The oldest rainforest on earth discovered
Extensive and well-preserved fossil forest is 300 million years oldRead out
Scientists have now discovered the world's oldest rainforest in the United States. The 300-million-year-old, well-preserved fossil plant remains give a spectacular insight into an extinct flora and the ecology of time.
Howard Falcon-Lang from the University of Bristol in England, together with American colleagues, discovered the rainforest in an old coal mine in the US state of Illinois. "It was a fascinating experience. We drove in an armored vehicle into the mine to about one hundred meters below the surface, "reports Falcon-Lang. "The fossil forest was rooted on the surface of the coal seam. So where the coal was mined, you could see the forest on the ceiling of the mines. "
As they now report in the journal Geology, the fossils owe their good condition to a major earthquake that occurred 300 million years ago. The quake suddenly caused the subsoil to sink below sea level and the entire forest was buried under mud and thus preserved.
The fossil rainforest is the largest ever found. It covers more than 10, 000 hectares, an area of ten kilometers in each direction. The fossils provide a unique snapshot of a rainforest ecosystem 300 million years ago. It consists of a bizarre mixture of extinct plants: Diverse Bärlappgewächsen - many more than 40 feet high - tower over a layer of tree ferns mixed with shrubs and tree-sized horsetails.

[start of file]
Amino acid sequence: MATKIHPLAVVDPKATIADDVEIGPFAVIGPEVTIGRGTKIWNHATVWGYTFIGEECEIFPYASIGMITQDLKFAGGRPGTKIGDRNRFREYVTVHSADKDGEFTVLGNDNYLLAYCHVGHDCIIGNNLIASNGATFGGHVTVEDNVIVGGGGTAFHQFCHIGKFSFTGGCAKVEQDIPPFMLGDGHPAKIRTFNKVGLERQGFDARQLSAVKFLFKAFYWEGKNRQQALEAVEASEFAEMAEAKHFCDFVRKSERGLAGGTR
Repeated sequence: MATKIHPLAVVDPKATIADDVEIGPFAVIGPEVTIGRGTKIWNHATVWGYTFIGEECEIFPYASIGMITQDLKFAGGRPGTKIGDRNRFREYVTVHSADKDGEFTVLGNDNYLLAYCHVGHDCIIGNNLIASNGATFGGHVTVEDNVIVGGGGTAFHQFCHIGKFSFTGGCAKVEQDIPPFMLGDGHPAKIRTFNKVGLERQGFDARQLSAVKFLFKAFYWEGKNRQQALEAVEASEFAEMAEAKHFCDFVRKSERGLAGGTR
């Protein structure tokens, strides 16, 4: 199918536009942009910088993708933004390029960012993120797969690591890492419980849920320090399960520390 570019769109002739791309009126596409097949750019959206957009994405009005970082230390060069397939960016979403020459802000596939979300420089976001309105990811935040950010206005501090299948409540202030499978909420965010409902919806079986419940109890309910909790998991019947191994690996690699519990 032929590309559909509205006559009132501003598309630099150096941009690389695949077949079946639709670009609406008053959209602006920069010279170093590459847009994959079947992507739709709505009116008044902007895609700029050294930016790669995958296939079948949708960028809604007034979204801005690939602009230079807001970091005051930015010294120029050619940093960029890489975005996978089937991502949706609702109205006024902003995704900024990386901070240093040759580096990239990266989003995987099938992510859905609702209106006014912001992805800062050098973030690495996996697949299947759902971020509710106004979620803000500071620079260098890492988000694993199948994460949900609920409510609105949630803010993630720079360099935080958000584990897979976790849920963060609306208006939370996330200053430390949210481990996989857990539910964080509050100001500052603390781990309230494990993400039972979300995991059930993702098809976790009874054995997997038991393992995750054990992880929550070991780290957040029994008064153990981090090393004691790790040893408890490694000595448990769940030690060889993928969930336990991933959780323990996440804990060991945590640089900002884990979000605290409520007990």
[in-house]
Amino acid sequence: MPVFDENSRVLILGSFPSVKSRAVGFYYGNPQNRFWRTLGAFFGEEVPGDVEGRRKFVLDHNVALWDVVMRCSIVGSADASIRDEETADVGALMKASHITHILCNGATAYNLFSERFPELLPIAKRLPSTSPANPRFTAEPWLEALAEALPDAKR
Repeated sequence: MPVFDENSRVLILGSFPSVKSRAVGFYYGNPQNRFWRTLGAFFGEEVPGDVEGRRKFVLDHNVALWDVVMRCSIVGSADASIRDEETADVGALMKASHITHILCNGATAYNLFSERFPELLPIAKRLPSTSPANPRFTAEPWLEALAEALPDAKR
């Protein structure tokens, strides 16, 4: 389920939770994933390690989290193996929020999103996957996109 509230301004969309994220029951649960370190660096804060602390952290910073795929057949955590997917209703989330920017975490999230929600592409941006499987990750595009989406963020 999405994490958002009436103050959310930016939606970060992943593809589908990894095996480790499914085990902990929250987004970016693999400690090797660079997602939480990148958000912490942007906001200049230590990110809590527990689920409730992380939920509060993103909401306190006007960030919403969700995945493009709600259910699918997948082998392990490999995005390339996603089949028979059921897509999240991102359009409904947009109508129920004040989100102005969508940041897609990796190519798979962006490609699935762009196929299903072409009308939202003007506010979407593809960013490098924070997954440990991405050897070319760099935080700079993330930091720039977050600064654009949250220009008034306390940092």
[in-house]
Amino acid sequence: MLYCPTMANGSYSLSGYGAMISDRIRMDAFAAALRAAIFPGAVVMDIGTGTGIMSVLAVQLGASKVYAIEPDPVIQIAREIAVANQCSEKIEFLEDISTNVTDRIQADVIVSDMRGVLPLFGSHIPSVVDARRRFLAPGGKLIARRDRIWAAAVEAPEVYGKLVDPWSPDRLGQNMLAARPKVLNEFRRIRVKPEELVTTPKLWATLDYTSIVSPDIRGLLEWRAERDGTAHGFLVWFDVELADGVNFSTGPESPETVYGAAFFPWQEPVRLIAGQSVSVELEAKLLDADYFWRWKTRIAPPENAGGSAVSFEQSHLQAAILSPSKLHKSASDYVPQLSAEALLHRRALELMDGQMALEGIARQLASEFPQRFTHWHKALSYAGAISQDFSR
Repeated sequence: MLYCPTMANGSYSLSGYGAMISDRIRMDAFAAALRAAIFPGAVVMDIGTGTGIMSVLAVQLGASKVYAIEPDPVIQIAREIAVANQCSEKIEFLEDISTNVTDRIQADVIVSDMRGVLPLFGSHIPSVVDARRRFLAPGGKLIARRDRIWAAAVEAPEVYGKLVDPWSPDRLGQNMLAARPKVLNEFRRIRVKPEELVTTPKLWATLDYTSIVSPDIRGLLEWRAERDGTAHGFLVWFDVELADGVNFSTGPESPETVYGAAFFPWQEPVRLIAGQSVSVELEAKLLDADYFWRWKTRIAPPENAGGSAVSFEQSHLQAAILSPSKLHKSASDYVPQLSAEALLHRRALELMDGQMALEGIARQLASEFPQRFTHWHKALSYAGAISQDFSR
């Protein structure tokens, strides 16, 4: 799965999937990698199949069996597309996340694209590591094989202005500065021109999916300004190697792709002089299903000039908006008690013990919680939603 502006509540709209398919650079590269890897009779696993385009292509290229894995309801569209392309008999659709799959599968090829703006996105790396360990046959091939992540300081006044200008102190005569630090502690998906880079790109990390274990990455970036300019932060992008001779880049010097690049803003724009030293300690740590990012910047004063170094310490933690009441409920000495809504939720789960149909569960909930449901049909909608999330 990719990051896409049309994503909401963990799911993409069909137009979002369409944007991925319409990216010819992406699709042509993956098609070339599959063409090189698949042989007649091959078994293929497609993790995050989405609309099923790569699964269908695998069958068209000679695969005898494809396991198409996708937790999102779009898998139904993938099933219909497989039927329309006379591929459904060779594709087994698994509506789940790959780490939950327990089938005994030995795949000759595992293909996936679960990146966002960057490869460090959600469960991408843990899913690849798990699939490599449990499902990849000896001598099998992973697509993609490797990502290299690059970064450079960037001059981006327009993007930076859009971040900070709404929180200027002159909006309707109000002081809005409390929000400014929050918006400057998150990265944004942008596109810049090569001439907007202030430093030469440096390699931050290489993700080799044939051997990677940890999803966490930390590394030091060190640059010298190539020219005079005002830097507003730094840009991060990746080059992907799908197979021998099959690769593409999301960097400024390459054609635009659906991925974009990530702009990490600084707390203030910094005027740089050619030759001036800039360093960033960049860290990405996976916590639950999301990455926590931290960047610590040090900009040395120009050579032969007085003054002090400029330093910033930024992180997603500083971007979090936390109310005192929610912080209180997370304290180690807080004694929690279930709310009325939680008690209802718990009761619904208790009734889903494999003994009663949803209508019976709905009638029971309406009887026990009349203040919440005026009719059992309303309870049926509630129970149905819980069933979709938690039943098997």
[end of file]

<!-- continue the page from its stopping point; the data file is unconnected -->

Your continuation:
A piece of rainforest of the Carboniferous period
Nowhere else in the world is it possible to literally walk through a piece of the Carboniferous rainforest. "We walked over miles of pitch-black passages along the rainforest right above our heads, " says Falcon-Lang. In their study, the researchers are reconstructing the largest carboniferous carboniferous rainforest ever undertaken. The fossils show that the first rainforests of the earth were very diverse and that the tree species contained in it vary with the landscape. display
"Previously, we knew very little about the environmental preferences and structures of these ancient plants because there was nothing comparable, " explains the scientist. "This discovery, however, allows us to track how the species composition of the forest changes with the landscape and how the composition varies with the environment."
(University of Bristol, 23.04.2007 - NPO)